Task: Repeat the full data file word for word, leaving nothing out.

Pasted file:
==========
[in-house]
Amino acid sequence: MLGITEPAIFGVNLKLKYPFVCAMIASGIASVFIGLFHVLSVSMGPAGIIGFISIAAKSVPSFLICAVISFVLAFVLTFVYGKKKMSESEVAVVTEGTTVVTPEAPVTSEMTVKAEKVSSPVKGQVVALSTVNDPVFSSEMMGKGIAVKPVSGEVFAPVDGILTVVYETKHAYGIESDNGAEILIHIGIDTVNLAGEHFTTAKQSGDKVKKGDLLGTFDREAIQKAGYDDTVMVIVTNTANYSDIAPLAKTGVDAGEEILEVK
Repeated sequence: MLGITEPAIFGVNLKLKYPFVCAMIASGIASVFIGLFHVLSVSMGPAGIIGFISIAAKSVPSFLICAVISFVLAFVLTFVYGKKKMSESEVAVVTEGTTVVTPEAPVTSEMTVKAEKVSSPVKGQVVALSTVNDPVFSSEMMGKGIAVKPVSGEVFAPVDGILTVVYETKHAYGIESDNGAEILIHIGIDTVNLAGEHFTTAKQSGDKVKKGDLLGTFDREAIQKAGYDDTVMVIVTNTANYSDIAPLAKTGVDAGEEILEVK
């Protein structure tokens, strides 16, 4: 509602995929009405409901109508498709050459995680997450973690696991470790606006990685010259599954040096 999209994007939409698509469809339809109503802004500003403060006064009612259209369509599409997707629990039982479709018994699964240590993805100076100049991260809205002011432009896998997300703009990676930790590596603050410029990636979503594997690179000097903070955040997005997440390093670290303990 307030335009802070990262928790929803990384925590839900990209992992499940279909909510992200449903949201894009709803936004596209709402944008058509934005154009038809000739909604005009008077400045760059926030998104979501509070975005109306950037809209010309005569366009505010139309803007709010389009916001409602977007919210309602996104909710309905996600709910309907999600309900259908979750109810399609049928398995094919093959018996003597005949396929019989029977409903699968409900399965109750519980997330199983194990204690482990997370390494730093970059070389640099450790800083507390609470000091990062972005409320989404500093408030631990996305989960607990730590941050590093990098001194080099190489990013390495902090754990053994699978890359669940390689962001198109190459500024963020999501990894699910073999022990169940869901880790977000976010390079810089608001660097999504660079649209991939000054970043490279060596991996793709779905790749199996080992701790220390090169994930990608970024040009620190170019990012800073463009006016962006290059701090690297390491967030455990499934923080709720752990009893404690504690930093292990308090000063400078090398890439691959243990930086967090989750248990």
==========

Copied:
[in-house]
Amino acid sequence: MLGITEPAIFGVNLKLKYPFVCAMIASGIASVFIGLFHVLSVSMGPAGIIGFISIAAKSVPSFLICAVISFVLAFVLTFVYGKKKMSESEVAVVTEGTTVVTPEAPVTSEMTVKAEKVSSPVKGQVVALSTVNDPVFSSEMMGKGIAVKPVSGEVFAPVDGILTVVYETKHAYGIESDNGAEILIHIGIDTVNLAGEHFTTAKQSGDKVKKGDLLGTFDREAIQKAGYDDTVMVIVTNTANYSDIAPLAKTGVDAGEEILEVK
Repeated sequence: MLGITEPAIFGVNLKLKYPFVCAMIASGIASVFIGLFHVLSVSMGPAGIIGFISIAAKSVPSFLICAVISFVLAFVLTFVYGKKKMSESEVAVVTEGTTVVTPEAPVTSEMTVKAEKVSSPVKGQVVALSTVNDPVFSSEMMGKGIAVKPVSGEVFAPVDGILTVVYETKHAYGIESDNGAEILIHIGIDTVNLAGEHFTTAKQSGDKVKKGDLLGTFDREAIQKAGYDDTVMVIVTNTANYSDIAPLAKTGVDAGEEILEVK
């Protein structure tokens, strides 16, 4: 509602995929009405409901109508498709050459995680997450973690696991470790606006990685010259599954040096 999209994007939409698509469809339809109503802004500003403060006064009612259209369509599409997707629990039982479709018994699964240590993805100076100049991260809205002011432009896998997300703009990676930790590596603050410029990636979503594997690179000097903070955040997005997440390093670290303990 307030335009802070990262928790929803990384925590839900990209992992499940279909909510992200449903949201894009709803936004596209709402944008058509934005154009038809000739909604005009008077400045760059926030998104979501509070975005109306950037809209010309005569366009505010139309803007709010389009916001409602977007919210309602996104909710309905996600709910309907999600309900259908979750109810399609049928398995094919093959018996003597005949396929019989029977409903699968409900399965109750519980997330199983194990204690482990997370390494730093970059070389640099450790800083507390609470000091990062972005409320989404500093408030631990996305989960607990730590941050590093990098001194080099190489990013390495902090754990053994699978890359669940390689962001198109190459500024963020999501990894699910073999022990169940869901880790977000976010390079810089608001660097999504660079649209991939000054970043490279060596991996793709779905790749199996080992701790220390090169994930990608970024040009620190170019990012800073463009006016962006290059701090690297390491967030455990499934923080709720752990009893404690504690930093292990308090000063400078090398890439691959243990930086967090989750248990």